Tesla Motors Goes Open Source on All Electric Vehicle Patents

Tesla patent wall prior to removal

Tesla patent wall prior to removal
Photo credit: Steve Jurvetson

Elon Musk, founder and CEO of Tesla Motors, opened up all of their patents for electric vehicle technology, removing them from display on their patent wall. Instead of protecting their intellectual property in court, he essentially said, "Here they are, go build electric vehicles." That's certainly not something you see every day and I doubt there's going to be any rush by other companies to follow suit.

Patents have been a mainstay of technical innovation for centuries, protecting inventors by allowing them exclusive right to profit from their intellectual labors for a period of time, but in recent years, the process has become a circus. In some cases the patent office appeared to be granting patents for long and already commonly used technology or, in other cases, some group would buy up old patents and proceed to sue everyone they could find where they could conceivably conjure a claim of possible infringement. Musk, in one move, tossed the whole system aside.

Tesla Motors was created to accelerate the advent of sustainable transport. If we clear a path to the creation of compelling electric vehicles, but then lay intellectual property landmines behind us to inhibit others, we are acting in a manner contrary to that goal. Tesla will not initiate patent lawsuits against anyone who, in good faith, wants to use our technology.

No matter your views on patents, electric vehicles in particular or manufacturing of any sort, this is a move that will be talked about for a very long time. Will it result in a new expansion of electric vehicle technology and production? Will it be the beginning of a trend with companies of all types opening their patents to the world? It's far too soon to tell.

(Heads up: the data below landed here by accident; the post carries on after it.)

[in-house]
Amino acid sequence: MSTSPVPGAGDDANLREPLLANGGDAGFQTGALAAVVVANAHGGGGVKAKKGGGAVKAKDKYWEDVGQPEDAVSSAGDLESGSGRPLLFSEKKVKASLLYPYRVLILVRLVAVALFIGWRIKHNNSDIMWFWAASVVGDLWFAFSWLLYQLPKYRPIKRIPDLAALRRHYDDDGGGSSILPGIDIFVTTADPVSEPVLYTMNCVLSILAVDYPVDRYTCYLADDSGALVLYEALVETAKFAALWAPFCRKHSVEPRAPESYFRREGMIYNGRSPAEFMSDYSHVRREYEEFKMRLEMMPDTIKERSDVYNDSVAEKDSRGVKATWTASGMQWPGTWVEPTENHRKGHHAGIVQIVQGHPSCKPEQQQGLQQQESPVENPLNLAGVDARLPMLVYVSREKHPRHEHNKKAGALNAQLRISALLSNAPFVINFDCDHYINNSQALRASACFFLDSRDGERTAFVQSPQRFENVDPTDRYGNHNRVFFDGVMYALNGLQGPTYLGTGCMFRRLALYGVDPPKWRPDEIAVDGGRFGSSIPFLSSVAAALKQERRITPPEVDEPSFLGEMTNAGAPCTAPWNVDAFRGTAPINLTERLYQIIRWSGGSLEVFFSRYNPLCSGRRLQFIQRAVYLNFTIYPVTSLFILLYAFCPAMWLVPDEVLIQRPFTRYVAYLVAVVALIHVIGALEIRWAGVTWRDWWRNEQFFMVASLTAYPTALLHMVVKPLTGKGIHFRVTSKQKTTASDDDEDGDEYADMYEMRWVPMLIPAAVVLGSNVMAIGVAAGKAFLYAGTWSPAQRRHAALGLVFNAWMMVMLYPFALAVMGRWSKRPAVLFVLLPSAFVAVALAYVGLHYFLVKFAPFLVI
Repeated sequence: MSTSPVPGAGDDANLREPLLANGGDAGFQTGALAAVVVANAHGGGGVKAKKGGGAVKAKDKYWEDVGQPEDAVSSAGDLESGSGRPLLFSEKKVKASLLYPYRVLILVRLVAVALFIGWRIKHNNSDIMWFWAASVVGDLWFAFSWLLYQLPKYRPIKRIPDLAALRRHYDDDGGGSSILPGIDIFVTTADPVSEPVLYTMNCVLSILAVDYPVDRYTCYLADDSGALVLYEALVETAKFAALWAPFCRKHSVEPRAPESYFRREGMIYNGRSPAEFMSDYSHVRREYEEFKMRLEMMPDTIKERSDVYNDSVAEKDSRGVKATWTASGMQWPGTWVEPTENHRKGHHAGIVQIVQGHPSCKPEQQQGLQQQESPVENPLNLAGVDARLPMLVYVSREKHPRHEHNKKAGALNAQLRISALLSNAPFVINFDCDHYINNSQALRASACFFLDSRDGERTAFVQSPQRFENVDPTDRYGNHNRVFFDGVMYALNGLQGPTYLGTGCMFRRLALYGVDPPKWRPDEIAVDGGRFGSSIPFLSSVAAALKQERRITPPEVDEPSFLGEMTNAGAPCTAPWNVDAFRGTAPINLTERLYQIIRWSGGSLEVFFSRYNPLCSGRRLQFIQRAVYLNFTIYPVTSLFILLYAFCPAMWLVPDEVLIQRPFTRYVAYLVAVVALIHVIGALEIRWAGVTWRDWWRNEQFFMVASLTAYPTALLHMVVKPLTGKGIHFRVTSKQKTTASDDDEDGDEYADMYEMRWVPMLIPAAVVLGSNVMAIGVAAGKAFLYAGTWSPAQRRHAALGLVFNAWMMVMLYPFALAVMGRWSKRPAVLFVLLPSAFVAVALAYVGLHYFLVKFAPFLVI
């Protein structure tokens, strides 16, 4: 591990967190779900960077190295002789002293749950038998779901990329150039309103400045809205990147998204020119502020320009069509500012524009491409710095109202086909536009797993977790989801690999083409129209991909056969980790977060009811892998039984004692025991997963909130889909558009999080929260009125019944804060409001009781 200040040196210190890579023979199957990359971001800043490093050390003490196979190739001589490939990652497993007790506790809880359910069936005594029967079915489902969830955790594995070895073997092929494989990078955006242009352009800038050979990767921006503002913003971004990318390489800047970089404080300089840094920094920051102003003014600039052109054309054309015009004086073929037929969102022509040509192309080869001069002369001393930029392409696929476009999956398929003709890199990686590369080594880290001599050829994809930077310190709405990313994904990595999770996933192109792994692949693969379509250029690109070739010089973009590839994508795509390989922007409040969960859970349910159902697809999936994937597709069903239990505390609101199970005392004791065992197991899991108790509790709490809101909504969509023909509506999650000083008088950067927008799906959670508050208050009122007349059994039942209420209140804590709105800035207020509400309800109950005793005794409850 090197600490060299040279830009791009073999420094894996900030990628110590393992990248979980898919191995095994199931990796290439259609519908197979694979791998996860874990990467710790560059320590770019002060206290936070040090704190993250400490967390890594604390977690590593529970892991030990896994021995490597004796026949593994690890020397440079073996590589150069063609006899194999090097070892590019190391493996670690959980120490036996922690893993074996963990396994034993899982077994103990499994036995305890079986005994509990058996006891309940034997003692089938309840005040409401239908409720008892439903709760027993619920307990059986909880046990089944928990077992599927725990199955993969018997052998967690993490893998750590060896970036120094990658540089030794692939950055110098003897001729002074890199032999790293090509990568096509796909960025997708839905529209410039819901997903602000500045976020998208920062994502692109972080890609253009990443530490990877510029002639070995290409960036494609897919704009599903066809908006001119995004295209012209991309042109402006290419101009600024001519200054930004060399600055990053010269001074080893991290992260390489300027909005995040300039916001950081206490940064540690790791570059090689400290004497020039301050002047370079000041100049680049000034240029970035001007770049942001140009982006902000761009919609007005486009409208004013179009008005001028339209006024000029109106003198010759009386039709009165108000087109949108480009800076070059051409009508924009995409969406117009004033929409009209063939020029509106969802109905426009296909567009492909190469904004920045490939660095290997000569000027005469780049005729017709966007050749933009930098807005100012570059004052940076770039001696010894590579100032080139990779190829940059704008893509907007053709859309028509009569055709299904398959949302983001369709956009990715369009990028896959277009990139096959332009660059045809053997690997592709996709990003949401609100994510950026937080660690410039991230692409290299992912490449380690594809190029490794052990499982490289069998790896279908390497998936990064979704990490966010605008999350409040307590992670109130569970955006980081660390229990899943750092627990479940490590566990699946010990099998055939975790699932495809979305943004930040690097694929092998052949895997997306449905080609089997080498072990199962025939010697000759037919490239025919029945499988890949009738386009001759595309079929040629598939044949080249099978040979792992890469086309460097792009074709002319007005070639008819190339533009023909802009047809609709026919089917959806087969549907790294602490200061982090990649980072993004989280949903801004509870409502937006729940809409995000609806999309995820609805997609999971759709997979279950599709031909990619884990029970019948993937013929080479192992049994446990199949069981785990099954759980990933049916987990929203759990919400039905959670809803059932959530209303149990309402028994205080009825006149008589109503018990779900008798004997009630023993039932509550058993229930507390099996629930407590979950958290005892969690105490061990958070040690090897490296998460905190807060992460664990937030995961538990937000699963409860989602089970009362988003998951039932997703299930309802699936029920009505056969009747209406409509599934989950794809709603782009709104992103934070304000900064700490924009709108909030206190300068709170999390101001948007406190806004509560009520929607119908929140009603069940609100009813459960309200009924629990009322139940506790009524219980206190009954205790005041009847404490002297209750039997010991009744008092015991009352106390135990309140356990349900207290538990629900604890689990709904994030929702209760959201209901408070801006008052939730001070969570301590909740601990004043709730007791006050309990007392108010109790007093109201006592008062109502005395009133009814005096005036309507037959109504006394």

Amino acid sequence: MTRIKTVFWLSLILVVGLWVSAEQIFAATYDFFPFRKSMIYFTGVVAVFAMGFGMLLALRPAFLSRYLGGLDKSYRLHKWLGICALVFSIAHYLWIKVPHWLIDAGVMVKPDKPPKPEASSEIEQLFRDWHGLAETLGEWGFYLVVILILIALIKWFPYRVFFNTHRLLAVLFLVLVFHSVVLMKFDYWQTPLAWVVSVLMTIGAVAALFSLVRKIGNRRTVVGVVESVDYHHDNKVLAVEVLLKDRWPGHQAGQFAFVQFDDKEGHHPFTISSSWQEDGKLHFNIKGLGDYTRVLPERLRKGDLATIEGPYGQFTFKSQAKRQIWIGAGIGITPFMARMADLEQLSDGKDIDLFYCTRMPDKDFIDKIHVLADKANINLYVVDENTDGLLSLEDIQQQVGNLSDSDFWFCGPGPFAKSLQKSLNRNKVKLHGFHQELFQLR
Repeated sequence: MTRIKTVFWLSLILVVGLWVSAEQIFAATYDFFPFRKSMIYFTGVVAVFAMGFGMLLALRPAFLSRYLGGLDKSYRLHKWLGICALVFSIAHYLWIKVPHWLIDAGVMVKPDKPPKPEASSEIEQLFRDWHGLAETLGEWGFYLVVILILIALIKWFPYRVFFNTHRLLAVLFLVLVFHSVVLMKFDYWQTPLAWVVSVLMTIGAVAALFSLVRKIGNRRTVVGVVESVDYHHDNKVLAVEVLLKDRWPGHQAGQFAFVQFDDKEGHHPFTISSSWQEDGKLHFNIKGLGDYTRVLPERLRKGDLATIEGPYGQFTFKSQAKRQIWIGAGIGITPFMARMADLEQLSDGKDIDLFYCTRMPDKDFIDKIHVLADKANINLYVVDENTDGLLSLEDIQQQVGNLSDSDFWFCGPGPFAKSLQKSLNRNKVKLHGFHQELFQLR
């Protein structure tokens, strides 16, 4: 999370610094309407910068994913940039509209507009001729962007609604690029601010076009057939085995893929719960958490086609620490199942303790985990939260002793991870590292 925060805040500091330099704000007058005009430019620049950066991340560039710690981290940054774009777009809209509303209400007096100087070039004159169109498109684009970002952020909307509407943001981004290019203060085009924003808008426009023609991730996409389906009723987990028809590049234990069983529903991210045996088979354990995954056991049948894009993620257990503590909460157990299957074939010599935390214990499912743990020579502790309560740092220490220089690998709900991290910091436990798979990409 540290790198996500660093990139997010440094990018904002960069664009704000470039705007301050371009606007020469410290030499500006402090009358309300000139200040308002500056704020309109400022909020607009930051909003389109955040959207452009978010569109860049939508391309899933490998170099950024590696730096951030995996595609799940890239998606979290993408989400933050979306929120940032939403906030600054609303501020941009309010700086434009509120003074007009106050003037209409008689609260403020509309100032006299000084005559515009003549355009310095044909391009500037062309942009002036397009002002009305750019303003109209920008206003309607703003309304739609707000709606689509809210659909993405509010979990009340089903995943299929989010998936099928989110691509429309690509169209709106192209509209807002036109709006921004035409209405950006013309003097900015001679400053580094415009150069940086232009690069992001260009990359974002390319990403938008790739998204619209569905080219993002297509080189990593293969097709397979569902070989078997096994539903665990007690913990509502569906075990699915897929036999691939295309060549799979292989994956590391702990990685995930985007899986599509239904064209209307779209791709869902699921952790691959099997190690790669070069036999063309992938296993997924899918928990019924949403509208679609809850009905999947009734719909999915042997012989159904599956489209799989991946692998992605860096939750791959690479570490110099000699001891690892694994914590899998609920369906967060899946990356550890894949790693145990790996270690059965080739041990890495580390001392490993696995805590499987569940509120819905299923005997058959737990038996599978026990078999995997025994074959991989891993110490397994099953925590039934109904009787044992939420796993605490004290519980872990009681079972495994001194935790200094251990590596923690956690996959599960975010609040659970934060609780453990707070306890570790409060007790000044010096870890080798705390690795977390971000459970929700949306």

Software has gone the open source route for quite a few years and the often predicted disaster has yet to appear, and now, with large companies and fleets of lawyers able to find ways around patents if they so choose, they simply don't offer the protection they once did.

There's going to be a lot of commentary on this move in the weeks and months ahead, but seeing what happens in the electric vehicle industry will determine whether it was incredibly smart or horribly naive. I'm leaning toward smart.

Link: Tesla Motors


  1. Nicolas says

    Paypal, Tesla, SpaceX, 3 groundbreaking endeavours turning successful against the odds … that’s too much for just good luck or naivety. Mr Musk has proven time and time again that he’s a visionary business man, that has to be a smart move.

    • Paul Crowe says

      I tend to agree. In the electric vehicle business, there’s a lot more standing in the way of companies jumping into this field than not being able to use Tesla’s patents. You still need to make the investment, build a team of engineers, designers and technicians, build a factory, line up suppliers and on and on. What this does is remove the excuse some others might have. How many people buy “how-to” courses for all sorts of things and never actually “do” anything?

      Musk has also been trying to set up direct sales for Tesla cars and auto dealers everywhere are fighting to keep the old business model alive. He isn’t afraid to push the envelope in all directions. I like that.

      • says

        Its one thing to have money and another to be smart, but to understand the future tech and the integration of innovation partners is the KEY to open the door, without being greedy, we all win, the whole country, remember we need to export products not JOBS. A big thank you to Elon Musk we need more people thinking of the us and we not the I.
        David Sterrett
        Skyline Energy LLC

  2. says